The COVID-19 virus is making a lot of people sick. It is also giving airlines a severe headache in their balance sheets. To be clear, this event will eclipse the airline grounding after September 11th.
Passenger Traffic Falls Off A Cliff
With global travel bans in force and an unprecedented downturn for commercial air transportation is creating significant harm to air carriers around the world. Airlines are swamped with calls from concerned passengers wanting to change or cancel airline reservations.
The passenger falloff started in Asia and spread to Europe. UK regional carrier Flybe ceased operations last week. Many European airlines already face weak winter traffic counting on the summer season to make their year. Now, the summer travel season is in serious jeopardy.
Alaska Airlines has a new header on its website that recommends customers refrain from calling and use serve-serve options from its website:
Unprecedented call volumes: To ensure our contact centers can assist guests with immediate travel needs, please refrain from contacting us unless you have travel in the next 72 hours. View the details of our flexible travel policy for travel through April 30, 2020, and change your trip online.
The new coronavirus tactic of “social distancing” makes flying in airplane impractical if not impossible.
Substantial To Complete Cutbacks In Service
The major air carriers in the United States have announced service cutbacks of up to 40% with the heaviest cuts on international routes. Lufthansa is not only cutting back on its own routes but they are considering total shutdowns of other national airlines they control like Austrian Airlines. The plan for Austrian is to suspend flying all routes beginning March 19, 2020.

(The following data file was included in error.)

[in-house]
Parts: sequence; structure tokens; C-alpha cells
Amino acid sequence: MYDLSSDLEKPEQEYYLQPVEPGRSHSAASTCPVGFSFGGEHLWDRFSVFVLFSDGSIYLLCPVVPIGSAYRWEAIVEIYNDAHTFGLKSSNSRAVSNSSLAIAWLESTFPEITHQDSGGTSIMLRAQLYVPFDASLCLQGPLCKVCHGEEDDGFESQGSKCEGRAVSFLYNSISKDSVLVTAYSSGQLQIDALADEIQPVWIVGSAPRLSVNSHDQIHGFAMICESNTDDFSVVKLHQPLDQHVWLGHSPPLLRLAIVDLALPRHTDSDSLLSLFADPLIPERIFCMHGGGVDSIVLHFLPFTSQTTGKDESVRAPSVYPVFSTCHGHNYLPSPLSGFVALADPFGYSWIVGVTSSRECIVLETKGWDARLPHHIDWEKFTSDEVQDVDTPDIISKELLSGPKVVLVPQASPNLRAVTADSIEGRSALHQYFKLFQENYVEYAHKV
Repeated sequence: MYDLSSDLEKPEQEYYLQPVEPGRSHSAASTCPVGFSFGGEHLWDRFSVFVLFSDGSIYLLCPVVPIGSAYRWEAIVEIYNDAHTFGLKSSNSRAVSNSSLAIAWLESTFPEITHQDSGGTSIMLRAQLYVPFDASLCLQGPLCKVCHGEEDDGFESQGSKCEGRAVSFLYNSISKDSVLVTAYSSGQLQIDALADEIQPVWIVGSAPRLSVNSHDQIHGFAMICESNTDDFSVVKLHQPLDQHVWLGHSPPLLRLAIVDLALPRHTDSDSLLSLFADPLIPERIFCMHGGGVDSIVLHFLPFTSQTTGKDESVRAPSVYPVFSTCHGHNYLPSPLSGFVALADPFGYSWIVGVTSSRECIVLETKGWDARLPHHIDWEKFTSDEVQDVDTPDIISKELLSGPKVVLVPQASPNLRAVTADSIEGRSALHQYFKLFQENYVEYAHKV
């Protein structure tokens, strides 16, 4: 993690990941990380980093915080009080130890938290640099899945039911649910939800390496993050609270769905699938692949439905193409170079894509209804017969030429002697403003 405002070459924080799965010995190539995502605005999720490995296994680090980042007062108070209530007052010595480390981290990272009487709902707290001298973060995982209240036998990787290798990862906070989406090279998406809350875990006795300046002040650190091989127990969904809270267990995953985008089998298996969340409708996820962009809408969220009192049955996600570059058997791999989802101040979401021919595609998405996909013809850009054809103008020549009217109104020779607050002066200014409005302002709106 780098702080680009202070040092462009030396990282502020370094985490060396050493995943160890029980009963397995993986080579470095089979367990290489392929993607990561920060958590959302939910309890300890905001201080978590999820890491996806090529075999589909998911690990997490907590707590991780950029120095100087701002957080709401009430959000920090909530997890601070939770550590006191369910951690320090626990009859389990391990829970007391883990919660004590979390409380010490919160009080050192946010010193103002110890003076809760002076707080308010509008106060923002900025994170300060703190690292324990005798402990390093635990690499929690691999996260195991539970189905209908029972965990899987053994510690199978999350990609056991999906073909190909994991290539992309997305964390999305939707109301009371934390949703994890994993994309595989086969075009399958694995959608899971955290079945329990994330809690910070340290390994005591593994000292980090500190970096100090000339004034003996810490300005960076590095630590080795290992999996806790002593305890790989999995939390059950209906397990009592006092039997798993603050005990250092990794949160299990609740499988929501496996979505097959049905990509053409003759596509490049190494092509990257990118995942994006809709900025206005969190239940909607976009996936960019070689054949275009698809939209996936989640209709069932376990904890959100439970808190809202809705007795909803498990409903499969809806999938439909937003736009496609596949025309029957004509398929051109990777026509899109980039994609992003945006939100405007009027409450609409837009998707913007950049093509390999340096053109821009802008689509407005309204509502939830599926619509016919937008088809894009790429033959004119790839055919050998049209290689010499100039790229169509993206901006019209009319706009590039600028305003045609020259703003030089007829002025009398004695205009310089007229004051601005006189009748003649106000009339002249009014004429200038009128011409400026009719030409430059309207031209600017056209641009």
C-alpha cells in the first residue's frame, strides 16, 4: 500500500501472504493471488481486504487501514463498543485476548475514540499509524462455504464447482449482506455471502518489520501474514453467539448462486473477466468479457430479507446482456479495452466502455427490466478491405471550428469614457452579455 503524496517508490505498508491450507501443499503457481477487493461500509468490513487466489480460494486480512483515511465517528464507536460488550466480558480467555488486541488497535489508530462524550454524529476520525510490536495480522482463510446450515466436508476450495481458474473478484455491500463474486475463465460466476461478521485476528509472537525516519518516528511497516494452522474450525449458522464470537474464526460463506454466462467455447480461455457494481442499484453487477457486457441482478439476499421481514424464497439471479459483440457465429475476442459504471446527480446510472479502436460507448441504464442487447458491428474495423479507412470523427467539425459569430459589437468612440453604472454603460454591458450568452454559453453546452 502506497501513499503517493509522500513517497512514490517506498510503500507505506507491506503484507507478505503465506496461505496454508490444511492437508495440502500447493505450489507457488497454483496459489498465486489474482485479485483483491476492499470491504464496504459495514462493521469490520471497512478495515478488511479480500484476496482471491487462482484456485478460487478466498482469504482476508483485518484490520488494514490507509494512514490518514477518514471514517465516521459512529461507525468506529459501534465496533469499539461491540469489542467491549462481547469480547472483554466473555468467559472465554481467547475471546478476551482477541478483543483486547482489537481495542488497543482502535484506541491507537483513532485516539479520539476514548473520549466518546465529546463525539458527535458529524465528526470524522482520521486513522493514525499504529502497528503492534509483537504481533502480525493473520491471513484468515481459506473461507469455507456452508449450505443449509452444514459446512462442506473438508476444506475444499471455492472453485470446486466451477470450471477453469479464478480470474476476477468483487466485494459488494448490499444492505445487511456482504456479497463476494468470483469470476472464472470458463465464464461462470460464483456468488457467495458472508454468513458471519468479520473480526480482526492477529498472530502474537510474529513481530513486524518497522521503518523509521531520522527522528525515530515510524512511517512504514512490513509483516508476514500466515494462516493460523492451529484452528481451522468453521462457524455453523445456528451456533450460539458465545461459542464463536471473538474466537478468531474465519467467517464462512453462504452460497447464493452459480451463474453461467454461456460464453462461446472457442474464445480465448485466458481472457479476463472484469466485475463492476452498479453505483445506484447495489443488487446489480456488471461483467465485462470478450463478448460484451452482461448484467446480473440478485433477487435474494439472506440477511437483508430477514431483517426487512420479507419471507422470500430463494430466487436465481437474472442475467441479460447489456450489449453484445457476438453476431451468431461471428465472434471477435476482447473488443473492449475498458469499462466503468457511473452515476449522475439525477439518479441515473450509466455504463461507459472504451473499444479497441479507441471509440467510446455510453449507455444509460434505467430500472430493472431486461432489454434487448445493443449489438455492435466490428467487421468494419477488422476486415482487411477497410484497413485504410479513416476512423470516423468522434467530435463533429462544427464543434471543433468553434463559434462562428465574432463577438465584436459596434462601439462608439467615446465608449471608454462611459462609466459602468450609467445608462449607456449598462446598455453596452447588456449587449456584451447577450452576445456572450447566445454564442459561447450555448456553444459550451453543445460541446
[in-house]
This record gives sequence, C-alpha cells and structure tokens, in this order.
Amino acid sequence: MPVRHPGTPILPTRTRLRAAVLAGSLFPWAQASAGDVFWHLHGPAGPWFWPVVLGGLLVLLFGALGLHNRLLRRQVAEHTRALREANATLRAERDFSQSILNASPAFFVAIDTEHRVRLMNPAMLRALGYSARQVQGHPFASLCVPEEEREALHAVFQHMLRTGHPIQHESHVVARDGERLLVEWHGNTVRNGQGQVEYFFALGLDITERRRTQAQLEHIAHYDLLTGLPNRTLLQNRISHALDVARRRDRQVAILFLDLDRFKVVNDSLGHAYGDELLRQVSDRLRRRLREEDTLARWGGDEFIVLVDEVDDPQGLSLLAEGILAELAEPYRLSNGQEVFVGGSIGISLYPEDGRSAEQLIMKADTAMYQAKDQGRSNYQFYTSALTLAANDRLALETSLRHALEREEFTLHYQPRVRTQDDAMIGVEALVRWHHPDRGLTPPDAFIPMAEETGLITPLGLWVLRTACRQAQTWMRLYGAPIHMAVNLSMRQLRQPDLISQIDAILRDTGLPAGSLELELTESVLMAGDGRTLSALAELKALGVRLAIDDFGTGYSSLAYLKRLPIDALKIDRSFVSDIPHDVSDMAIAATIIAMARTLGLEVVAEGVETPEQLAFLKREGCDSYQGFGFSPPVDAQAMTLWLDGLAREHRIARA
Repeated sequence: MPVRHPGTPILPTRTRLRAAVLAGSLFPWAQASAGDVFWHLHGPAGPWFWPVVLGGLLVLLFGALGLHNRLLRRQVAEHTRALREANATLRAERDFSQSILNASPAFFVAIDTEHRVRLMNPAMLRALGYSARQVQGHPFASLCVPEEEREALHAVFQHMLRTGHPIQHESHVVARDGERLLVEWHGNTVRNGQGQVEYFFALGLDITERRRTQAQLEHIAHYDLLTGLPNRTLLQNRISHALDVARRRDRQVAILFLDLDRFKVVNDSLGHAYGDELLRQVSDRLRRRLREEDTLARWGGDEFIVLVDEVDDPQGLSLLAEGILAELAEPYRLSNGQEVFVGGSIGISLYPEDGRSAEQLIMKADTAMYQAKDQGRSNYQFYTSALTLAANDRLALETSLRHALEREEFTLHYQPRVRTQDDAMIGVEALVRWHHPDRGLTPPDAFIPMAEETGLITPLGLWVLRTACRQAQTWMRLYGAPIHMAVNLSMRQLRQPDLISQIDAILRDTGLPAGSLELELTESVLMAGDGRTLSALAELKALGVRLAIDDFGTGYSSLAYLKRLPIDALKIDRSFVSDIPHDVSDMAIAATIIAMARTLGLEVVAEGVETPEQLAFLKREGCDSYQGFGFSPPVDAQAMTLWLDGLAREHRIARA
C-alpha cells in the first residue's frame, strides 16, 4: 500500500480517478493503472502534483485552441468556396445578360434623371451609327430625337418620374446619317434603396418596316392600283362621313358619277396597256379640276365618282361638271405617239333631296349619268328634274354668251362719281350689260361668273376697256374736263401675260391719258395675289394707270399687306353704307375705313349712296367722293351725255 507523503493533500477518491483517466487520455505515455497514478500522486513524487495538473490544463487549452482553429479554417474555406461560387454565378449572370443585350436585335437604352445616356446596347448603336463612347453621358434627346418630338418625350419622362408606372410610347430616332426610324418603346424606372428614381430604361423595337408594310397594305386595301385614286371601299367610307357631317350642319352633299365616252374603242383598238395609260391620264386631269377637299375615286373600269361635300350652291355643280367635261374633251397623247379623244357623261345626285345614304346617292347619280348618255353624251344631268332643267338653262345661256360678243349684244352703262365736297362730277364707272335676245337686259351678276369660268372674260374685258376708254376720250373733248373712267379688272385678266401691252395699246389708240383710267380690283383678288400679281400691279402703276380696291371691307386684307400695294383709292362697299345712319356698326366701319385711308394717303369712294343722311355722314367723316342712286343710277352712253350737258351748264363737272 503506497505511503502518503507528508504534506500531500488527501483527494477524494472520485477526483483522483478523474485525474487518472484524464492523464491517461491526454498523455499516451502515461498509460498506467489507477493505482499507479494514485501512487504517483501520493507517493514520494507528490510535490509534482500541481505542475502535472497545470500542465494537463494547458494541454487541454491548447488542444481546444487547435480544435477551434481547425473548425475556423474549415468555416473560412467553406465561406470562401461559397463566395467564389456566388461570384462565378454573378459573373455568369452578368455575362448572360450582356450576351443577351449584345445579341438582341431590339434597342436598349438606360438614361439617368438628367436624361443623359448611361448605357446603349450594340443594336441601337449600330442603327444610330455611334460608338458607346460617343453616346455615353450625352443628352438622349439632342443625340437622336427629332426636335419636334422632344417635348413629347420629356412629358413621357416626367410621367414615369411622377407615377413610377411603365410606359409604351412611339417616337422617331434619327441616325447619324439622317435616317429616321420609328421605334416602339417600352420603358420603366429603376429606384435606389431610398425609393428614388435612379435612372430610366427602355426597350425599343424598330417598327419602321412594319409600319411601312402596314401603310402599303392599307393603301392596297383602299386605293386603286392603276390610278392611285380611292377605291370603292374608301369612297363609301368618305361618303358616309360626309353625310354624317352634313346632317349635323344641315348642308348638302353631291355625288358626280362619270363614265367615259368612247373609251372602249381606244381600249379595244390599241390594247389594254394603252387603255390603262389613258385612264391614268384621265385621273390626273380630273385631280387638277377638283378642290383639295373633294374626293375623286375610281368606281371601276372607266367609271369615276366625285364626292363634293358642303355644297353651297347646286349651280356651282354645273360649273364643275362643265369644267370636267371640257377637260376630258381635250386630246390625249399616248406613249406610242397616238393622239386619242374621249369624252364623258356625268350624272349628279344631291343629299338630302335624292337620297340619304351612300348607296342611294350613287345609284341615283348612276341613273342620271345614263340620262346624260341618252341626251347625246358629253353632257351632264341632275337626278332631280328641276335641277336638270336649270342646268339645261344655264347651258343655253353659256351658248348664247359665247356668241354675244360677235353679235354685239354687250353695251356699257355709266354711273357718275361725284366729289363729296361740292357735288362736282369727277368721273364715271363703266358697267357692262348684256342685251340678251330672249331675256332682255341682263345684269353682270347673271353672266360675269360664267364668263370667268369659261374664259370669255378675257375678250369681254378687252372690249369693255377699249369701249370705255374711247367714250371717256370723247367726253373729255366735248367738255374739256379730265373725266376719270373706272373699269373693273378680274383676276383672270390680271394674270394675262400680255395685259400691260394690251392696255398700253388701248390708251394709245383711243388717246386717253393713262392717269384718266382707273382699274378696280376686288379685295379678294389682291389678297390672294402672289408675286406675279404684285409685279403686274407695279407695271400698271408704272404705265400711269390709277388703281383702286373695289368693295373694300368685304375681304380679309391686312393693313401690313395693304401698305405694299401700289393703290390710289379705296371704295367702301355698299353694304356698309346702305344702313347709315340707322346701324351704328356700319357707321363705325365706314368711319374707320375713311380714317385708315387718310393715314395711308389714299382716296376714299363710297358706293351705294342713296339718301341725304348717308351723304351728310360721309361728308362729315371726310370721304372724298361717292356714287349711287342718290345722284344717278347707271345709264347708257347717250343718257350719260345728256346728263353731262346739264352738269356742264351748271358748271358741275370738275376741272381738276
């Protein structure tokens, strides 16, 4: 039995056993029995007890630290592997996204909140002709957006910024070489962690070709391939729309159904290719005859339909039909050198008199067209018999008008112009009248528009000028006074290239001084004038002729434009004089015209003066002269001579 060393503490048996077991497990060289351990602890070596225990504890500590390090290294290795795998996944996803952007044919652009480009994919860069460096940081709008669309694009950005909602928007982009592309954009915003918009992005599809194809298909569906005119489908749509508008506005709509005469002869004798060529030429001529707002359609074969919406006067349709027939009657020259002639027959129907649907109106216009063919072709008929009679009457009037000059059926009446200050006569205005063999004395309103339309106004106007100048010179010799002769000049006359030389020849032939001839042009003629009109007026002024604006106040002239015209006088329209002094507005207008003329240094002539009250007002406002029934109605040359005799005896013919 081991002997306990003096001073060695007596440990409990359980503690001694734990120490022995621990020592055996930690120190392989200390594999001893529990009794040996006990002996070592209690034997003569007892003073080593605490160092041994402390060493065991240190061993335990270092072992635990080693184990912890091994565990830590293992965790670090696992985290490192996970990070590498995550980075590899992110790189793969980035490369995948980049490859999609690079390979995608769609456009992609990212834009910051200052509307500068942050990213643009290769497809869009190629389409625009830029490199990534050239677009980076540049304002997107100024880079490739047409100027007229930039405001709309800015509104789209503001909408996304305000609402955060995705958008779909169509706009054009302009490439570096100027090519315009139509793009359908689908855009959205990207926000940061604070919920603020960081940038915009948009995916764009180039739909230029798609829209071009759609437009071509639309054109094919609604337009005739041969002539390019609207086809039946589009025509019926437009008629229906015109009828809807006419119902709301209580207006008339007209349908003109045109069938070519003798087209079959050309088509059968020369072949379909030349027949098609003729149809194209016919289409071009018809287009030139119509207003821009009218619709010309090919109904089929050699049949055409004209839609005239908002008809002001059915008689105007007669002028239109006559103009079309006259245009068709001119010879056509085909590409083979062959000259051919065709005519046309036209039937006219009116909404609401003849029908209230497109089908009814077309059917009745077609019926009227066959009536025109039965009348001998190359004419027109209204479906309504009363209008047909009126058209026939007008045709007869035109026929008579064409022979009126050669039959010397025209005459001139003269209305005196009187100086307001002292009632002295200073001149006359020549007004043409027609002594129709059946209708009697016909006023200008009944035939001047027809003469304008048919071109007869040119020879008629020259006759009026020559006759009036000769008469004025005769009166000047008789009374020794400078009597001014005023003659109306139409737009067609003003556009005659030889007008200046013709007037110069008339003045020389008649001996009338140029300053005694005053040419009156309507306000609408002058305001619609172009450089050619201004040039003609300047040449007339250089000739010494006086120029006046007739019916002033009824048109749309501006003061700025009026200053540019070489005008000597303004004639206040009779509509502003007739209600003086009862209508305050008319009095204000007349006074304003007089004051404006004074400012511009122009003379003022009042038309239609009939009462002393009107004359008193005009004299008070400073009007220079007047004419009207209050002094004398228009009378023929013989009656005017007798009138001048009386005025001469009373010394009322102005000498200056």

American Airlines has cut international service by 75% from March 16th through May 6th. United is cutting capacity in half for April and May. Delta is reducing capacity by 40% for the next few months with just one daily flight per day on five European routes.
Ryanair could ground most of its fleet over the next seven to ten days. They will be reducing seat capacity by 80% for April and May. If they end up with a complete grounding, that would park 470 aircraft.
It is cheaper to park an aircraft that it is to fly one on a money-losing flight. There is a cost to just parking an aircraft. Aircraft sent for parking must be flown to a parking facility by Company pilots. There will be a cost for parking as well. When an aircraft is recalled to service, the airline must fly a crew to bring the aircraft back. On top of that, it can take a few days to get all of the scheduled aircraft back to the airports they belong to.
Capacity is no longer king. The first aircraft getting parked are the wide-bodies starting with the Airbus A-380 and Boeing 747. Since the majority of air service cuts are on international service, the remaining wide-bodies like the Boeing 777 and Airbus A-330 are the next to get parked.
Airlines that are considering obsoleting older aircraft like the Boeing 747-400 and Airbus A-340 along with the Airbus A-380 are being removed from fleet inventories sooner than later.
The Effect On Airline Employees
The biggest toll in the airline travel slowdown are the airline employees. Airlines employ hundreds of thousands of workers from ground and flight crews to ramp crews and mechanics. There are tens of thousands of contract workers that are employed by the airline. Flight attendants for example only get paid while they are working actual flights they are assigned to fly. It is estimated that airlines employ over 700,000 people.
There are thousands of workers that support airport operations from janitorial to terminal maintenance. Then there are taxi, Uber and Lyft drivers shuttling passengers to and from airports.
The Trump administration has promised over the weekend to cover paychecks for employees laid off due to Covid-19. There were no details on how and when this is to be accomplished.
What Airlines Should Be Doing
The most important thing that airlines can do in these uncertain times is to conserve cash. A healthy balance sheet could deteriorate quickly if costs are not reduced in the same proportions as revenues are reduced. Here are ways that airlines can adjust spending during this unprecedented situation:
- Initiate a hiring freeze,